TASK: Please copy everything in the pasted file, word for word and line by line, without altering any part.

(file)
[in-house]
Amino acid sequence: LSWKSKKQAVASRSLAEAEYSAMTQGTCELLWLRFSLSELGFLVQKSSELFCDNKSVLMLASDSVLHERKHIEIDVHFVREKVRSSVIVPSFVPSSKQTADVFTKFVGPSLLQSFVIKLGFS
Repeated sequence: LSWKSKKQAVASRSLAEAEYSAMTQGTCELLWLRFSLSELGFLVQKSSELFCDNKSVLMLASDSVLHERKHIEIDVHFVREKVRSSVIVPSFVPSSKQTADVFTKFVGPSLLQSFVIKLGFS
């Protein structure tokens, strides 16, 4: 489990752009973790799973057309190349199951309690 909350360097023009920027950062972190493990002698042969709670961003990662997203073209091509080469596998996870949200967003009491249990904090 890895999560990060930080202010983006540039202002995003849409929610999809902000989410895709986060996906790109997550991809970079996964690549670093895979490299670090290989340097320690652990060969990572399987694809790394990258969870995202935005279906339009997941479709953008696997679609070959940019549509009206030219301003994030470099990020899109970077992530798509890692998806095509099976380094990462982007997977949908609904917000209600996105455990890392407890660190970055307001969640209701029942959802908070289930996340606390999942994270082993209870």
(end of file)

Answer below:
[in-house]
Amino acid sequence: LSWKSKKQAVASRSLAEAEYSAMTQGTCELLWLRFSLSELGFLVQKSSELFCDNKSVLMLASDSVLHERKHIEIDVHFVREKVRSSVIVPSFVPSSKQTADVFTKFVGPSLLQSFVIKLGFS
Repeated sequence: LSWKSKKQAVASRSLAEAEYSAMTQGTCELLWLRFSLSELGFLVQKSSELFCDNKSVLMLASDSVLHERKHIEIDVHFVREKVRSSVIVPSFVPSSKQTADVFTKFVGPSLLQSFVIKLGFS
């Protein structure tokens, strides 16, 4: 489990752009973790799973057309190349199951309690 909350360097023009920027950062972190493990002698042969709670961003990662997203073209091509080469596998996870949200967003009491249990904090 890895999560990060930080202010983006540039202002995003849409929610999809902000989410895709986060996906790109997550991809970079996964690549670093895979490299670090290989340097320690652990060969990572399987694809790394990258969870995202935005279906339009997941479709953008696997679609070959940019549509009206030219301003994030470099990020899109970077992530798509890692998806095509099976380094990462982007997977949908609904917000209600996105455990890392407890660190970055307001969640209701029942959802908070289930996340606390999942994270082993209870």